…not just for Christmas.
It could be pointed out, if rather snarkily, that this is exactly what it says on the tin, sorry, label. It is six radio sessions recorded for the BBC between, well, you get the idea. Two apiece for John Peel and Janice Long, and one each for David ‘Kid’ Jensen and Phil Kennedy. (Eagle-eyed readers may notice that this is an expanded version of the LP set released for Record Store Day a few months ago, which omitted the Phil Kennedy session and the second Janice Long one).
The Pogues were formed in London in 1982, combining the energy of the punk movement with their Irish heritage to form a potent cocktail – nay, audio molotov cocktail that still holds up extremely well to this day. Originally known as Pogue Mahone, it was indeed under this name that the first four tracks from this album were played on John Peel’s show in the spring of 1984. ‘Pogue Mahone’ as even non-Irish or non-Gaelic speakers will tell you means ‘kiss my arse’ and there were reportedly complaints from Scottish listeners.
Thus the name was shortened to The Pogues. That first session is an absolute blinder – setting out their stall as much as any good debut single should do, the fiery showcasing of Shane MacGowan‘s songwriting genius on ‘Streams Of Whiskey‘ and ‘Boys From The County Hell‘ and stylish arrangements of ‘Greenland Whale Fisheries‘ and ‘The Auld Triangle.’ The latter is Exhibit A for how songs that have been played a thousand times could seem poignant in the Pogues’ hands – the second Peel session contains a rendering of ‘Danny Boy‘ that is still moving, even when most of us have probably heard it mangled many times whether or not we’re Irish.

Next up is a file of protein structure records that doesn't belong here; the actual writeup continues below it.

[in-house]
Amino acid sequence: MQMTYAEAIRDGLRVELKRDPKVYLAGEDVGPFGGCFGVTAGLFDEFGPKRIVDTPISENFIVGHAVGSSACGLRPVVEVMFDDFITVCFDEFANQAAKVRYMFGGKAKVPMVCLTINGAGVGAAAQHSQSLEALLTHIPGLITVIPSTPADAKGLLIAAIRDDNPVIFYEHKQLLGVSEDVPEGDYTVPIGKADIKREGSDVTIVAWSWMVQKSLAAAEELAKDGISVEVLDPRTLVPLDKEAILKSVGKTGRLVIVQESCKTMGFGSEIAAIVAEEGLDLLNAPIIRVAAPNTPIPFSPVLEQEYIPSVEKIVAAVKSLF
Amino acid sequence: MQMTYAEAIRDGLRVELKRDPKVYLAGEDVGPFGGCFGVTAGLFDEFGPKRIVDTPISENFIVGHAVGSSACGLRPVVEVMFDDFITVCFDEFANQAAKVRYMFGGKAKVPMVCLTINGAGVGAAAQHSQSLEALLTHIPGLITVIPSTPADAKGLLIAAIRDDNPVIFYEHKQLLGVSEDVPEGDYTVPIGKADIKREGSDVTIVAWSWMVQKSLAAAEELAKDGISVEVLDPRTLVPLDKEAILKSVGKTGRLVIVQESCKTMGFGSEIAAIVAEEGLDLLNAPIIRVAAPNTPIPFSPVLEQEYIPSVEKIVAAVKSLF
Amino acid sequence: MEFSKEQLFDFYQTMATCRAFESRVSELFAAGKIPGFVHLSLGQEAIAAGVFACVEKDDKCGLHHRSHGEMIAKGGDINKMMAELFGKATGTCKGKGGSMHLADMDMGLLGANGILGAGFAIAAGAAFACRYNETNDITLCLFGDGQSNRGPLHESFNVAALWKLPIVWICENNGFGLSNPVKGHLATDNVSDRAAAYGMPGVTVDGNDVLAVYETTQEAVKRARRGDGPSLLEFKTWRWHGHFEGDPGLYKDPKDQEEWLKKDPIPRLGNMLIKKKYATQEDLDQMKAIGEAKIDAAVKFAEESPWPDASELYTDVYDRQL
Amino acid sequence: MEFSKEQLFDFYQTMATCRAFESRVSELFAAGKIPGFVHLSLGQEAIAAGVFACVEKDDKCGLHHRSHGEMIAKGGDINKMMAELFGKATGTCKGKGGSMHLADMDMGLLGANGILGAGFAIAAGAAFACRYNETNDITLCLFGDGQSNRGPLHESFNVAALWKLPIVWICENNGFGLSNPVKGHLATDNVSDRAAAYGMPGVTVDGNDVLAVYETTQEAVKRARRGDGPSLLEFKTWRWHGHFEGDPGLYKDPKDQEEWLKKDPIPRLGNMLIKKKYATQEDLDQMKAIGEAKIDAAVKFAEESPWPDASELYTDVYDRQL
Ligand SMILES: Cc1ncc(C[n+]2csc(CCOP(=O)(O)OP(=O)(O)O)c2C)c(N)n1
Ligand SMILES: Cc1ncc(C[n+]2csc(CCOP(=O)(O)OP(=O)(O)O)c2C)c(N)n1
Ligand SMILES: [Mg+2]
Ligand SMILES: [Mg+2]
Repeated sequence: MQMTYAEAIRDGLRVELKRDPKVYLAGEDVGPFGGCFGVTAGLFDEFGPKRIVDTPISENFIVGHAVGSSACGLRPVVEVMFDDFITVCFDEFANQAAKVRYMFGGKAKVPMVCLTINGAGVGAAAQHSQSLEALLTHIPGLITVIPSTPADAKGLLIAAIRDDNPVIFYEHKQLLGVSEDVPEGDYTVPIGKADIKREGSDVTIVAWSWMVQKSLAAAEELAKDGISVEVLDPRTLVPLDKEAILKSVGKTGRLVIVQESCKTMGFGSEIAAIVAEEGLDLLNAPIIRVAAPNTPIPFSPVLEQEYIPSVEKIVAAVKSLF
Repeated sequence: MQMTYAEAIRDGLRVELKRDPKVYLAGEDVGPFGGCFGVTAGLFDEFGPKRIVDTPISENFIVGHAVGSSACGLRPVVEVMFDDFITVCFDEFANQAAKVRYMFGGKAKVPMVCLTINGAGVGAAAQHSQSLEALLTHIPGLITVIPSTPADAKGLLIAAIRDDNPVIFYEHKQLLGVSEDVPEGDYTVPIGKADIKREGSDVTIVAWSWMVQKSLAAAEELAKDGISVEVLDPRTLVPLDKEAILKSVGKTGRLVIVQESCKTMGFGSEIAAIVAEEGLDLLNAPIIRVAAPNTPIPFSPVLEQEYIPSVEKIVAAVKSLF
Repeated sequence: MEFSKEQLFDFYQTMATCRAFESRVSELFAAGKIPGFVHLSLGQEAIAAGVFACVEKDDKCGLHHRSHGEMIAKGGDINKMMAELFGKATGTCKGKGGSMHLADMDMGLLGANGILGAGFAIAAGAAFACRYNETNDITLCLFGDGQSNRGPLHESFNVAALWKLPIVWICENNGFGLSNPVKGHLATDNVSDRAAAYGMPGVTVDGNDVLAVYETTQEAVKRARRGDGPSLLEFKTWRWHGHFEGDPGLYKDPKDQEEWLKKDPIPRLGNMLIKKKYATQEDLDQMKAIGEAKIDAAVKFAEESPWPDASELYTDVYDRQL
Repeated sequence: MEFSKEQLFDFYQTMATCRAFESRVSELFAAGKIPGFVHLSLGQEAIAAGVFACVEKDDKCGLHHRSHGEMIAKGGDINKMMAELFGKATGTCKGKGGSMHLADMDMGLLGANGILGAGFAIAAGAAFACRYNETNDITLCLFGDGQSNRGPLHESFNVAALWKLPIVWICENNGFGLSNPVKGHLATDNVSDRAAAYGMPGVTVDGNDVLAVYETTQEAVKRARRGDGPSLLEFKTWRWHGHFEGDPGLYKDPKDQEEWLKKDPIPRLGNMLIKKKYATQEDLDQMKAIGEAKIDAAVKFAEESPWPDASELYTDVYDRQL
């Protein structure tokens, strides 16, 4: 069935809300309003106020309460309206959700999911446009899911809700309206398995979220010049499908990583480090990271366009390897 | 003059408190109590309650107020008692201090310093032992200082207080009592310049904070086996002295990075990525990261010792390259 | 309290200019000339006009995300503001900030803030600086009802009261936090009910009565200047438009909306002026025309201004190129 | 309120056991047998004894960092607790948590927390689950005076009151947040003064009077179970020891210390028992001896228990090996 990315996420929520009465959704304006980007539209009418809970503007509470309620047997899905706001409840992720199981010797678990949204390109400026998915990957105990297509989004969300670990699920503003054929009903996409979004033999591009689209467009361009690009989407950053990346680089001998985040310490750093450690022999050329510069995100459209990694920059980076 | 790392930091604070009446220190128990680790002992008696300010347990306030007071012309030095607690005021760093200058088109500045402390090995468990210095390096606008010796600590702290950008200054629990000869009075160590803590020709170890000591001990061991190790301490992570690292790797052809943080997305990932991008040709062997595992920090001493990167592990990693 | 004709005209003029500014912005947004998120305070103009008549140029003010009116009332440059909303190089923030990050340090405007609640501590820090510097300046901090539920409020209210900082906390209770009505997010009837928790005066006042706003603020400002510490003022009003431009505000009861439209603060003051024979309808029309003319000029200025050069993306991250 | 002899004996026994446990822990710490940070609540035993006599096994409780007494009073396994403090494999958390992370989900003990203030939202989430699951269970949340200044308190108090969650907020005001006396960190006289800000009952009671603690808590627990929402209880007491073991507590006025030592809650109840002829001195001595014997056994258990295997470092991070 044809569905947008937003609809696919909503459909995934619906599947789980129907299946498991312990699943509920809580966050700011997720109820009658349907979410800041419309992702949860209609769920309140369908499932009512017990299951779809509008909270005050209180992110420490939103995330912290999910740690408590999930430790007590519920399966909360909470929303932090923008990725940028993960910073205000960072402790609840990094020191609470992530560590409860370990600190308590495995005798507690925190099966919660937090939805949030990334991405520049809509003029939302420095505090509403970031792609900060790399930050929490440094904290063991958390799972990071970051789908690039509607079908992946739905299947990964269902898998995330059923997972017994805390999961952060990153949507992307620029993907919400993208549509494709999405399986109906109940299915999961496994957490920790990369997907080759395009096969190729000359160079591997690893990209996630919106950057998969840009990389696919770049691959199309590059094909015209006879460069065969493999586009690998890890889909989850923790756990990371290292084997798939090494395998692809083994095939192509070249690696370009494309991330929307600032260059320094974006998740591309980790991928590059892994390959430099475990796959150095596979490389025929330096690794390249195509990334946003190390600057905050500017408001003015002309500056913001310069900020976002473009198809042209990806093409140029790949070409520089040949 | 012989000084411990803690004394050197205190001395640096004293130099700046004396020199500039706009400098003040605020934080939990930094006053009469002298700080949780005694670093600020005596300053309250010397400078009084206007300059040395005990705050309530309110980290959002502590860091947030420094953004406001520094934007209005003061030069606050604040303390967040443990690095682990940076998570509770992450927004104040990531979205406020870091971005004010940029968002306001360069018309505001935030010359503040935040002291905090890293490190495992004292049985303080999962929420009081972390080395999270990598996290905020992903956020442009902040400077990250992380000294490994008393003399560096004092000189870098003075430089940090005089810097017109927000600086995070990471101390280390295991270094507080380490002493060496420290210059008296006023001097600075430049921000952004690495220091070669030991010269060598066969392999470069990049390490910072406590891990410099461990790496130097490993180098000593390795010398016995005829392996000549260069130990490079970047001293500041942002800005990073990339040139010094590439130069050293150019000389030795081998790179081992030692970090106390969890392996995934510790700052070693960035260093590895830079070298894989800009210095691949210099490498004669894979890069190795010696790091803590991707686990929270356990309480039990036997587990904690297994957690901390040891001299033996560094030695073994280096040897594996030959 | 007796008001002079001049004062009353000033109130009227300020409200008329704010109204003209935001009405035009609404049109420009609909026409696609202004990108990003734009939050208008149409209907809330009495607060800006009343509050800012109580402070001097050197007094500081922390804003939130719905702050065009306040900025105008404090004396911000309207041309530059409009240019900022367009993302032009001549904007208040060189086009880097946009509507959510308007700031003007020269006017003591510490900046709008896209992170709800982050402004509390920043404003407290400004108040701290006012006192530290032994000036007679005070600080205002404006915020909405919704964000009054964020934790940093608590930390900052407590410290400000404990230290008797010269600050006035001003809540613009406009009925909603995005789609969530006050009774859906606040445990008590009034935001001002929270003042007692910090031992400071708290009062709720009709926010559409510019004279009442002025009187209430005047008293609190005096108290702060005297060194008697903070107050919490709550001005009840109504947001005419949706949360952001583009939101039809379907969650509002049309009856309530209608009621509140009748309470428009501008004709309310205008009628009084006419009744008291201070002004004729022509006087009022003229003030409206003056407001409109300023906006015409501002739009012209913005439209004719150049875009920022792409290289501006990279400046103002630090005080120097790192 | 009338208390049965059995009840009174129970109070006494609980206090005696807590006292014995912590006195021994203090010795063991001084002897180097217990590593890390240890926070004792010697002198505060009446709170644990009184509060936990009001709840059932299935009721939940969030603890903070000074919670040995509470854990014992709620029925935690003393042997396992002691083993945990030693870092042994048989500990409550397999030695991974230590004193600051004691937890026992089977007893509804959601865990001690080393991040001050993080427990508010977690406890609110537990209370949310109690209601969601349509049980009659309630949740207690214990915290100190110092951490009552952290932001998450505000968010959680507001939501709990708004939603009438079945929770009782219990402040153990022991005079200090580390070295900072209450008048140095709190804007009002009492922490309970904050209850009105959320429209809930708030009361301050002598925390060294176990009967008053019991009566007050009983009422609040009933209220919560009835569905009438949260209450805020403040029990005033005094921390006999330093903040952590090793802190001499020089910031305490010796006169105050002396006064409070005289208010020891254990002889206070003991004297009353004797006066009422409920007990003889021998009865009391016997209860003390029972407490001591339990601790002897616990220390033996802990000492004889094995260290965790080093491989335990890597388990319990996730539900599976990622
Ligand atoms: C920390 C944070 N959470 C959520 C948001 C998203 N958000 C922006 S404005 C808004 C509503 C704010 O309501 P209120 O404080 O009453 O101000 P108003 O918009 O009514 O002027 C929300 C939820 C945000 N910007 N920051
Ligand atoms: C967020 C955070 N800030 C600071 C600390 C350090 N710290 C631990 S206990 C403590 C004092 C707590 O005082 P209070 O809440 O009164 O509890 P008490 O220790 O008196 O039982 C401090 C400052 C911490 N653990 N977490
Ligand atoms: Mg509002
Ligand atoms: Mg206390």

The Pogues’ debut album Red Roses For Me is a strong debut, but it’s clear just how far they’d come on the even better follow-up Rum, Sodomy & The Lash. They recorded several of its tracks for these sessions, again a mixture of covers (Phil Gaston‘s ‘Navigator‘ and Ewan MacColl‘s ‘Dirty Old Town), and originals. ‘Sally MacLennane‘ appears twice, in slightly different versions. Yet it’s ‘The Old Main Drag‘ which really astonishes. The tale of a young lad who arrives in London aged just sixteen, and who ends up working as a rent boy in Piccadilly, losing himself in drugs as he heads towards a tragic early death. It’s effective on its parent album, but this version is even more poignant and heartbreaking.
The final session on the album was recorded for Janice Long in late 1986, and sees songs for their third, and arguably their best album, If I Should Fall From Grace With God. Though that album wouldn’t appear until 1988, it’s interesting to hear these songs in earlier form. For my money, the title track and ‘Turkish Song Of The Damned‘ are better on the album, where they are better for being faster, but these takes are still fascinating.
This album, whether you own the original studio albums or not, stands up in its own right, and has scarcely been far from my CD player over the past week or so. And yes, you will probably hear ‘Fairytale Of New York‘ (not on this album) many times over the coming weeks. There’s nothing wrong with that, it deserves its status as an evergreen classic – yet there is so much more to them than that
After all, the music of The Pogues is for life…